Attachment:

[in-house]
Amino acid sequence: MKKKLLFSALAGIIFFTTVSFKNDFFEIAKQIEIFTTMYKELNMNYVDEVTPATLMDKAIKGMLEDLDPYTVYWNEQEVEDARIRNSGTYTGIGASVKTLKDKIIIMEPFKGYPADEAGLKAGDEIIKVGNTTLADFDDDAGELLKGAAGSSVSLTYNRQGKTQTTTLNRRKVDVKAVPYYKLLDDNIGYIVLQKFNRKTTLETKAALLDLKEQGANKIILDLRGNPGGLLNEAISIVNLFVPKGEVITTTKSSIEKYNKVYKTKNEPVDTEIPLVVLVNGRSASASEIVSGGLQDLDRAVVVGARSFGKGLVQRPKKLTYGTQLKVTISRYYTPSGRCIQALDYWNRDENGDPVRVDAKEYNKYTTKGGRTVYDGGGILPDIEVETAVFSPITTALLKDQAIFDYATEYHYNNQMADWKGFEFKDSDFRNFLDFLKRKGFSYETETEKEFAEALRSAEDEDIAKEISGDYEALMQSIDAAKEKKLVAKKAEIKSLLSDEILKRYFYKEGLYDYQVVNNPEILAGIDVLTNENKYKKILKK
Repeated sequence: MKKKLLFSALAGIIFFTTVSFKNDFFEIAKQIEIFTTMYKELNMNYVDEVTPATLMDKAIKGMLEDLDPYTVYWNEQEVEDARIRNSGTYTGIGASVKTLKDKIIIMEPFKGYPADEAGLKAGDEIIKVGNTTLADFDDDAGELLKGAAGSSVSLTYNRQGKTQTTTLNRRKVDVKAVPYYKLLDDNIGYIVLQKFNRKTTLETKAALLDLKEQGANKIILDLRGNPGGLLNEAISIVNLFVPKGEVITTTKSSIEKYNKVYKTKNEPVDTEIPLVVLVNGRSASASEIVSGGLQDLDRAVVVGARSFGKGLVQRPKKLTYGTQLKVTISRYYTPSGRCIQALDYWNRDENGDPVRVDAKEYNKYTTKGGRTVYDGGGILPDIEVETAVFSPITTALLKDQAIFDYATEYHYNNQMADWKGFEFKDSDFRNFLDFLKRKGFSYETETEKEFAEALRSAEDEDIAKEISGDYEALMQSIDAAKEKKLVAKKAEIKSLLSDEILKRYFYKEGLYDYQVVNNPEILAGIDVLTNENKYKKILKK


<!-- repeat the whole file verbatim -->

[in-house]
Amino acid sequence: MKKKLLFSALAGIIFFTTVSFKNDFFEIAKQIEIFTTMYKELNMNYVDEVTPATLMDKAIKGMLEDLDPYTVYWNEQEVEDARIRNSGTYTGIGASVKTLKDKIIIMEPFKGYPADEAGLKAGDEIIKVGNTTLADFDDDAGELLKGAAGSSVSLTYNRQGKTQTTTLNRRKVDVKAVPYYKLLDDNIGYIVLQKFNRKTTLETKAALLDLKEQGANKIILDLRGNPGGLLNEAISIVNLFVPKGEVITTTKSSIEKYNKVYKTKNEPVDTEIPLVVLVNGRSASASEIVSGGLQDLDRAVVVGARSFGKGLVQRPKKLTYGTQLKVTISRYYTPSGRCIQALDYWNRDENGDPVRVDAKEYNKYTTKGGRTVYDGGGILPDIEVETAVFSPITTALLKDQAIFDYATEYHYNNQMADWKGFEFKDSDFRNFLDFLKRKGFSYETETEKEFAEALRSAEDEDIAKEISGDYEALMQSIDAAKEKKLVAKKAEIKSLLSDEILKRYFYKEGLYDYQVVNNPEILAGIDVLTNENKYKKILKK
Repeated sequence: MKKKLLFSALAGIIFFTTVSFKNDFFEIAKQIEIFTTMYKELNMNYVDEVTPATLMDKAIKGMLEDLDPYTVYWNEQEVEDARIRNSGTYTGIGASVKTLKDKIIIMEPFKGYPADEAGLKAGDEIIKVGNTTLADFDDDAGELLKGAAGSSVSLTYNRQGKTQTTTLNRRKVDVKAVPYYKLLDDNIGYIVLQKFNRKTTLETKAALLDLKEQGANKIILDLRGNPGGLLNEAISIVNLFVPKGEVITTTKSSIEKYNKVYKTKNEPVDTEIPLVVLVNGRSASASEIVSGGLQDLDRAVVVGARSFGKGLVQRPKKLTYGTQLKVTISRYYTPSGRCIQALDYWNRDENGDPVRVDAKEYNKYTTKGGRTVYDGGGILPDIEVETAVFSPITTALLKDQAIFDYATEYHYNNQMADWKGFEFKDSDFRNFLDFLKRKGFSYETETEKEFAEALRSAEDEDIAKEISGDYEALMQSIDAAKEKKLVAKKAEIKSLLSDEILKRYFYKEGLYDYQVVNNPEILAGIDVLTNENKYKKILKK